If you’ve been an avid podcast listener for years but haven’t gotten into audiobooks, you may be missing out. Podcasts are informative and entertaining, and listening to podcasts can be a great way to gain basic knowledge of a topic or get new perspectives on an issue. But when it comes to well-researched, highly organized information, audiobooks are hard to beat.
Luckily, at Scribd, you don’t have to choose between podcasts and audiobooks, since you can listen to both. Still, if you’ve only been listening to podcasts, you may want to try an audiobook instead. Here, we’ll dig into seven reasons books are better than podcasts for gaining a deeper understanding of a topic:
1. Podcasts skim the surface
It’s happened to everyone: You’re listening to a podcast with an author who sounds fasciating. The premise for their book — a memoir, a novel, a biography, a nonfiction, or self-help book — is scintillating. You can’t wait to learn more, until you’re interrupted by a commercial break before the closing credits roll. Podcasts are great for getting a taste of something, but audiobooks will give you hours of listening enjoyment where you’re able to truly dig into a single concept. By the end of the book, you’ll have gained an impressive amount of knowledge about the topic, rather than a quick overview.
2. Audiobooks aid retention
This is especially relevant if you’re listening to books and podcasts in the self-help genre. With podcasts, it’s easy to bounce through 20 different 30-minute episodes containing great tips and advice in the span of a week, but because you got so much information and so many ideas at once, it’s nearly impossible to retain it all. For example, you could listen to dozens of podcasts about productivity and learn hundreds of hacks (some that might even be in direct opposition to each other) but listening to Michael Hyatt’s Living Forward might give you a clearer road map to the productive life you want to lead.
3. Fact-checking standards are different
We’re specifically talking about ‘commercially published’ audiobooks, meaning the book has been published through a reputable publisher and has been through several rounds of edits. This isn’t to say that every book provides strictly factual content or that no podcast is fact-checked, of course, but generally, audiobooks will only state facts and quote studies that are able to be linked in the citations. On podcasts, it’s pretty common to hear a vague mention of ‘a study’ that the speaker saw in order to back up a point, but rarely is it linked in the show notes.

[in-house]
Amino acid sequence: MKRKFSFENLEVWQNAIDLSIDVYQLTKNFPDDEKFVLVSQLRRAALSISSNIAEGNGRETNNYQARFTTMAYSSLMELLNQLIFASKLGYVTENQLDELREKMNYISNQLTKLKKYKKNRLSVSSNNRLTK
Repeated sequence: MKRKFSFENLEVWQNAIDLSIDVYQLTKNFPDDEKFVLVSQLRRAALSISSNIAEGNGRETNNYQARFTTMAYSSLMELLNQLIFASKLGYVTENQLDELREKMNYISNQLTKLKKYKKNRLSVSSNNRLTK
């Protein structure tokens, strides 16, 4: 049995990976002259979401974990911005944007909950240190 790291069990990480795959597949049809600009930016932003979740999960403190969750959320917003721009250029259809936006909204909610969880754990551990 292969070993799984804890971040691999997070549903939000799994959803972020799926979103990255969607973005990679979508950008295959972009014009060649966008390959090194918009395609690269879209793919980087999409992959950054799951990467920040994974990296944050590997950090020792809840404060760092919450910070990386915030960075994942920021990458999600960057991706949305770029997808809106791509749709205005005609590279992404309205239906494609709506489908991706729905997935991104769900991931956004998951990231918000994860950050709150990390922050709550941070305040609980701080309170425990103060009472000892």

4. Nuance can get lost in podcasts
In comparing listening to an audiobook to listening to an interview on a podcast with the author, the podcast will miss a lot of the background around an idea or topic. For instance, while Getting Things Done author David Allen may explain his two-minute rule on an episode of Beyond the To Do List, you won’t necessarily learn exactly how important that rule is to his overarching system for getting things done that you’d get in his book. Of course, the podcast could be a great introduction to this rule that the audiobook would explore in depth.
5. The key points get boiled down in an audiobook
On the flip side, there are plenty of authors who have their own podcasts, and sometimes, their catalog of 500 episodes can feel overwhelming. Sometimes, it’s better to listen to an audiobook by the podcast host/author first. For instance, stream the audiobook of Jenna Kutcher’s How Are You Really?, before digging into her extensive archives in the Goal Digger podcast. This way, you have an outline of what’s really important to the podcaster, and every episode will simply be added information.
6. Audiobooks emphasize great writing
Podcasts are conversations. Audiobooks are the exact reading of the author’s book, with every sentence intact. So in addition to gaining valuable information and insights when listening, you’ll also hear great sentence composition, which may influence your own writing whether you compose emails, reports, or books of your own. In an audiobook, there are no annoying ‘umms’ or ‘likes,’ which is a pretty big bonus.
7. Commercials or sponsored ad reads
This doesn’t require an explanation. Commercials aren’t inherently evil, but they are typically annoying. In an audiobook, you’ll seamlessly flow from one chapter to the next without interruption.
About the Author: Molly Hurford
Molly is a writer and bookworm in love with all things wellness related. When not playing outside, she’s writing or podcasting about being outside and healthy habits for The Consummate Athlete. She also writes books, including the Shred Girls series. In her spare time, she runs, rides bikes, and hikes with her mini-dachshund and husband.